The women question if this is the Naomi they knew from the past. The ambiguity of the town’s reaction and recognition of Naomi provokes the reader to decide if this is a welcomed reception or one of shock and disillusionment. Furthermore, both responses can be assumed as the entire book of Ruth is laden with ambiguity itself. Whatever the case, Naomi is inclined to respond with lamenting her situation and her emptiness. In juxtaposition to Ruth’s invocation of Yahweh, Naomi indicts Yahweh as the source of her woes and the source of her loss. In this way, Naomi has conjured up the experience felt by Job and his accusation of God as the reason for disaster.

 Naomi asks to be called the opposite of her name, which means, “sweetness” or “pleasantness,” and reverses it to, “Mara,” meaning, “bitterness.” Naomi’s entire lament is in a chiastic structure with its center being, “I went away full” (Ruth 1:21, NRSV). The word reversals within the lament envelope her once being full; with husband, sons, and prospective grandchildren. She states that, “Yahweh has brought me back empty,” although she has indeed returned with Ruth. This is not an undermining of Ruth’s hesed. Naomi has fully realized that she now has no children of her own and any possibility of that has been robbed from her. In this sense, she is not discrediting Ruth’s vow, but lamenting the impossibility for her to bare children again. This will transition later in the book when Naomi begins to refer to Ruth as her daughter in chapter three and ultimately when Ruth bares a child at the end of the book. Ruth’s value then becomes “more than seven sons,” (Ruth 4:15, NRSV) and Naomi’s experiences a complete reversal by way of Ruth and Boaz’s child. 

This end of chapter one in Ruth is summed with the narrator’s voice who recalls the events which took place of Ruth and Naomi’s return to Bethlehem. Ruth’s Moabite status is recalled in this section by the narrator and it is noted that they arrive “at the beginning of the barley harvest,” (Ruth 1:22, NRSV). The barley harvest indicates several things; it is a indication of the time in which Ruth and Naomi arrive back in Bethlehem, it segues into Ruth and Naomi’s desperate need for survival in the most basic senses, it highlights their lowly status and vulnerable status, it sets the tone for Ruth’s ultimate action proving her hesed by becoming a provider for Naomi and fulfilling her commitment to Naomi; the culmination of which Naomi is provided for through Ruth’s childbearing.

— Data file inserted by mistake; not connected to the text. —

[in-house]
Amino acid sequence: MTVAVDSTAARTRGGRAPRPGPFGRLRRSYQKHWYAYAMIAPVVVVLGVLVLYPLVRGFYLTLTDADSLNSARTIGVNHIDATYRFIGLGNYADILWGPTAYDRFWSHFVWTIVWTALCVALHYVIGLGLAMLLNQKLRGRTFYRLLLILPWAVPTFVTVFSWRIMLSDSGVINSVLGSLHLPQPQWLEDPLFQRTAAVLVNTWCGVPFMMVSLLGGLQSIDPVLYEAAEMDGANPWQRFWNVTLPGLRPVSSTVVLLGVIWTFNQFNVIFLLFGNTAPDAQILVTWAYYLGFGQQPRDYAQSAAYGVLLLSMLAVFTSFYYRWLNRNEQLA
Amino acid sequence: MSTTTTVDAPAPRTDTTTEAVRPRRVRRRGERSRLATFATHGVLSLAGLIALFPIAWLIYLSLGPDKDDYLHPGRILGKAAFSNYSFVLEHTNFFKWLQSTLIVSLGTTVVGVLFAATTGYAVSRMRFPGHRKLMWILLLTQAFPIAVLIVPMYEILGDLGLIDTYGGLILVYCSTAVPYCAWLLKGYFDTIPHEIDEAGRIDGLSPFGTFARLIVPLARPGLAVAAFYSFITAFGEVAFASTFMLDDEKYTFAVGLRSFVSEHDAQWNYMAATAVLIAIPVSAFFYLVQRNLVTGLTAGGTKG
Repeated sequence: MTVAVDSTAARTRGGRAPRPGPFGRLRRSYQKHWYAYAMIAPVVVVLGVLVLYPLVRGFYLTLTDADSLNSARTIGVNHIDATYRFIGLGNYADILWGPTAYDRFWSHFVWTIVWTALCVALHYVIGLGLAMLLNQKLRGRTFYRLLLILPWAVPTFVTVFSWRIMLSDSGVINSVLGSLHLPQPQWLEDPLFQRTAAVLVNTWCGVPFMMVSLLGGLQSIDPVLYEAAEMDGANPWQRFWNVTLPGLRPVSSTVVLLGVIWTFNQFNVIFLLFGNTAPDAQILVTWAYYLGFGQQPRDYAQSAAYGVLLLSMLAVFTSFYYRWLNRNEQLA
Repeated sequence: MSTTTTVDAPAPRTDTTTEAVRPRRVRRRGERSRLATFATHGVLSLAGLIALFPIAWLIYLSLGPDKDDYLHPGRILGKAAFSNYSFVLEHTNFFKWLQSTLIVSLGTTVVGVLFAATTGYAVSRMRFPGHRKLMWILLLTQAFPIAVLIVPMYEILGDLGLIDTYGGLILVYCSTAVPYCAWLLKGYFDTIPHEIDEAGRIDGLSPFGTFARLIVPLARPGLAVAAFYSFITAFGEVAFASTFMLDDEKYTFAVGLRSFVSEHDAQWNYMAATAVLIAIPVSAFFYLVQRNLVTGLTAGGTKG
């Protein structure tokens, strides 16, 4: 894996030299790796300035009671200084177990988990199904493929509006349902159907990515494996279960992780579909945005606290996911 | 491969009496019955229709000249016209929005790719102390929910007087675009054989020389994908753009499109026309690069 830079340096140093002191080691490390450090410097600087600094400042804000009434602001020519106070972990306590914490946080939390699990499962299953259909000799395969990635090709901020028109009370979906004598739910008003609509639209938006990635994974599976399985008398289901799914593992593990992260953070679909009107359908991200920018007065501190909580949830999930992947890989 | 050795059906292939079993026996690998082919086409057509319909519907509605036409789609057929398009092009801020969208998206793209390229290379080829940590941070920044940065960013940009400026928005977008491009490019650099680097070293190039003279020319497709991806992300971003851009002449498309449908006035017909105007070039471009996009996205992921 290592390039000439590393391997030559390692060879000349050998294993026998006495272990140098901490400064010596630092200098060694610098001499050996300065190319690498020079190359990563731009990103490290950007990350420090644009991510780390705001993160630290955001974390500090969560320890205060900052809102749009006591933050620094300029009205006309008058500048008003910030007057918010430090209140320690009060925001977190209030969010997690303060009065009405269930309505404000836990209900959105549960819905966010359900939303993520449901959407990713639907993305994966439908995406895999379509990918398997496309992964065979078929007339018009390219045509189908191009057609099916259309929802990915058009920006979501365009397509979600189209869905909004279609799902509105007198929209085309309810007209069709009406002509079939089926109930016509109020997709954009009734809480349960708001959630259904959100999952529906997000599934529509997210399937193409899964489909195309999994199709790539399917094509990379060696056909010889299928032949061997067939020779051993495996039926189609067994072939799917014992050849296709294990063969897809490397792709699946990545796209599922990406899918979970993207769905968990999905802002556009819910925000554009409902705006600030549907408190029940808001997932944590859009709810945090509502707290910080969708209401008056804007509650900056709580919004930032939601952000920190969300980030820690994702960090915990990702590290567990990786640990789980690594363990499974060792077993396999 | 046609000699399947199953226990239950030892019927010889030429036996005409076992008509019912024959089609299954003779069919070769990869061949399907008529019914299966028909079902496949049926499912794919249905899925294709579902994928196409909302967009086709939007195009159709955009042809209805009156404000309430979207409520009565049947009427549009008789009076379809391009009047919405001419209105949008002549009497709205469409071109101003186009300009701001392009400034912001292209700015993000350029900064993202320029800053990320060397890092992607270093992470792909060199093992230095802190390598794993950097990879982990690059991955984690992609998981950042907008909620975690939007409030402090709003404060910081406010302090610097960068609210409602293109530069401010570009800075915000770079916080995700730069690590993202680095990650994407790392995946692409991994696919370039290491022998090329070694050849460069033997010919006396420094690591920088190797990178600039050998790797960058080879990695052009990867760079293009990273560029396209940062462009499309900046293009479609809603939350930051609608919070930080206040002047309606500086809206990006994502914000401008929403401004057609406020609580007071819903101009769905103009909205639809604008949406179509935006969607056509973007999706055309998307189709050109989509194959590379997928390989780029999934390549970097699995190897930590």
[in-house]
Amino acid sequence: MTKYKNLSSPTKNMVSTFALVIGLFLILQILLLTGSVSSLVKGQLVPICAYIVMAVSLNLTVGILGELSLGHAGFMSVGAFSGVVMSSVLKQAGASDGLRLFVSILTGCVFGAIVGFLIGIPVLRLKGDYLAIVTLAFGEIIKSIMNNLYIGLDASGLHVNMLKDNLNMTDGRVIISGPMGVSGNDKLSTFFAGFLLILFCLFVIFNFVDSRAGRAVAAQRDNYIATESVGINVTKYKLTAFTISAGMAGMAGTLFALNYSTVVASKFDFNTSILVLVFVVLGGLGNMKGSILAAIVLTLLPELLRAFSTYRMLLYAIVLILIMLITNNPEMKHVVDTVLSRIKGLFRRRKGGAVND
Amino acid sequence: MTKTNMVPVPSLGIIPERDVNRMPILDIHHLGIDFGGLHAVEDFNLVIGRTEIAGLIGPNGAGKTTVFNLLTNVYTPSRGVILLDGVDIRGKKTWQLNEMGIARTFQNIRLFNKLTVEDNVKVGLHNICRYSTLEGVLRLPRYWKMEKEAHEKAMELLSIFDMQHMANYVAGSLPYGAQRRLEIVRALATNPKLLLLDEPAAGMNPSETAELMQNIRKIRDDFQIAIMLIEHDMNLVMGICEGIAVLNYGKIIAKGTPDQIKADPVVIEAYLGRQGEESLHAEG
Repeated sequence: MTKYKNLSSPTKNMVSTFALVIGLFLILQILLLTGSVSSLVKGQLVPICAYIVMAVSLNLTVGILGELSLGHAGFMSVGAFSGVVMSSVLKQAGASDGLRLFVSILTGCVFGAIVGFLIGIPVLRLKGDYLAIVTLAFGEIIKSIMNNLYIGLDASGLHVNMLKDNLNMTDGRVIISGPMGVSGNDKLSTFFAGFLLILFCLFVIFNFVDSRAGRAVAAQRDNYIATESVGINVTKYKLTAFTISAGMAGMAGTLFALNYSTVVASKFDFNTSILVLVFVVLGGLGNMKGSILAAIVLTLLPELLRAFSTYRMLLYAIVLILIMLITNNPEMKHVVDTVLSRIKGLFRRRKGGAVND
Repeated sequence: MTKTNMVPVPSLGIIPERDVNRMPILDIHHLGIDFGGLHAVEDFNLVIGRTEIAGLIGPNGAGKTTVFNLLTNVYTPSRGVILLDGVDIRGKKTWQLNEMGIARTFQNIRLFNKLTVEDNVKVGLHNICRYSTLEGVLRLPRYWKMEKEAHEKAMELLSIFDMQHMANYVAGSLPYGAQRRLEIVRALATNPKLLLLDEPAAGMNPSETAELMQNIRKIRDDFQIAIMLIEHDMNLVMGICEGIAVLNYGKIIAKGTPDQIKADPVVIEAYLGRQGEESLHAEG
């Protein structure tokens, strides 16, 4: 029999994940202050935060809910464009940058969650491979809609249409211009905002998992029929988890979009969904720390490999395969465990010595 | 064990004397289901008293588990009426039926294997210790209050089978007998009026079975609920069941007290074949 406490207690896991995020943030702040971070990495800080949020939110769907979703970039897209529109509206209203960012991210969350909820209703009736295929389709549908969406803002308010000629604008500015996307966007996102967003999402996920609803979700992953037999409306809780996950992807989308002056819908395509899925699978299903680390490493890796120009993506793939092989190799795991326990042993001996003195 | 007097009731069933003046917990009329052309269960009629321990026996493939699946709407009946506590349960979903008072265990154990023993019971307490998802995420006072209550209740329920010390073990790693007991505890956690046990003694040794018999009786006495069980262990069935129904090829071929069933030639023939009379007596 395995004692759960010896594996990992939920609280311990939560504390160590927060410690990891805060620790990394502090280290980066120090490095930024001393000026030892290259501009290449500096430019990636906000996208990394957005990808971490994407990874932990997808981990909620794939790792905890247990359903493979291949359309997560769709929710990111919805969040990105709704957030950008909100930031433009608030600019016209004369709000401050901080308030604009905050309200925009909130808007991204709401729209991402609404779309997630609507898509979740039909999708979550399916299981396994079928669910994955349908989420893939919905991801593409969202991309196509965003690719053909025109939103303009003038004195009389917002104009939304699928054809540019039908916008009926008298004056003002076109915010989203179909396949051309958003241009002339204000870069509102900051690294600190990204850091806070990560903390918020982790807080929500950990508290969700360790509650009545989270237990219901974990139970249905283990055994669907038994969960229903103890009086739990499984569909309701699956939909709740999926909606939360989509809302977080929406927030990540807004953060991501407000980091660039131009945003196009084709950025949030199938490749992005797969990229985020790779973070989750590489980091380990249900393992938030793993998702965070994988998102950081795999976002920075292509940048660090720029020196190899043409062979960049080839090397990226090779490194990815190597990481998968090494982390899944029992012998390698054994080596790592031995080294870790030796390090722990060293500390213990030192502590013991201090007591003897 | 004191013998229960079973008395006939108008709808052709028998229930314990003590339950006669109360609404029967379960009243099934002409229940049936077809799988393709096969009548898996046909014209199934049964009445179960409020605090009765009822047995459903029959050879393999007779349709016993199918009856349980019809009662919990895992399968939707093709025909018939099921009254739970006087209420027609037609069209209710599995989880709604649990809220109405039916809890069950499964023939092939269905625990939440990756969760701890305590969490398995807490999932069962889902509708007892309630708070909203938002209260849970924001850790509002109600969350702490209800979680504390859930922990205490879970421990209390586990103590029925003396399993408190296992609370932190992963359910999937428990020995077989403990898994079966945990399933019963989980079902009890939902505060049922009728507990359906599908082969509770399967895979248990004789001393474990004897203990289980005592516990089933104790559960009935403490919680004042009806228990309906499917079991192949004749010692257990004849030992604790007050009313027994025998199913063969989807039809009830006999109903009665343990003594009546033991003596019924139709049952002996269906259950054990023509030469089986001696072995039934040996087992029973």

This section within Ruth as well as the entire book is notable among the Bible’s corpus because of its female empowered qualities amidst the power dynamic provided through patriarchy in Scripture. The patriarchal protections or lack thereof, do not phase Ruth in her determination to love and remain with Naomi. Naomi’s bitterness even under Ruth’s oath and vow arguably appears to be because she is in tremendous pain. Ruth has a chance that Naomi does not. That is why Naomi urges her to return home. Ironically, it is Ruth’s refusal to leave that gives way to the ultimate restoration of Naomi. Through Ruth’s incredible act of hesed and her clinging to Naomi, a beautiful and remarkable act of love, we see that women are capable of taking a place that is traditionally held among men in the Bible. Ruth comes under this role for Naomi’s sake. Ruth, setting aside her own vulnerability and family, her own people and gods, relinquishes all for Naomi and takes upon herself the additional burden that Naomi bears for survival. 

This passage breaks so many traditional barriers that women are confronted with universally in the church. As women, we are encouraged to have close female friends and be with them and support them in times of struggle, but never to the extent that we see Ruth go in regard to her own sacrifice for the sake of another woman. This passage has helped buttress and reinforce my belief that in love, clinging, friendship, and covenant, there are no gender boundaries. Ruth and Naomi’s relationship may not have been a romantic one, but one cannot help but see the romantic element of Ruth’s action and bravery toward Naomi. The bond is so stunning and close; the offering so remarkable, that the act itself has all of the underpinnings of a covenantal, life-time commitment. Ruth is prepared to be with Naomi and only Naomi.

What this means for me personally, is that I have no shame in the image created here of admiring and loving Ruth’s love action toward another woman. Within a church tradition that encourages only opposite sex marriages, this oath and this vow from Ruth to Naomi bursts out from the pages of Scripture and cries out in affirmation, “It is not only acceptable before God to love this way, it is the ideal way to love;” whether in marriage or friendship; between a man or a woman, or two adults who just so happen to be the same sex. Ruth shows us and teaches us not only that we can act this way in love, but that we should if we love. 

Cited Works

Brownson V. James. Bible, Gender, Sexuality: Reframing the Church’s Debate on Same-Sex Relationships. Grand Rapids: William B. Eerdman’s Publishing Company, 2013.

Sakenfeld, Katharine D. Interpretation: A Bible Commentary for Teaching and Preaching: Ruth. Louisville, Westminster John Knox Press, 2012.

Trible, Phyllis. God And The Rhetoric Of Sexuality. Philadelphia: Fortress Press, 1978.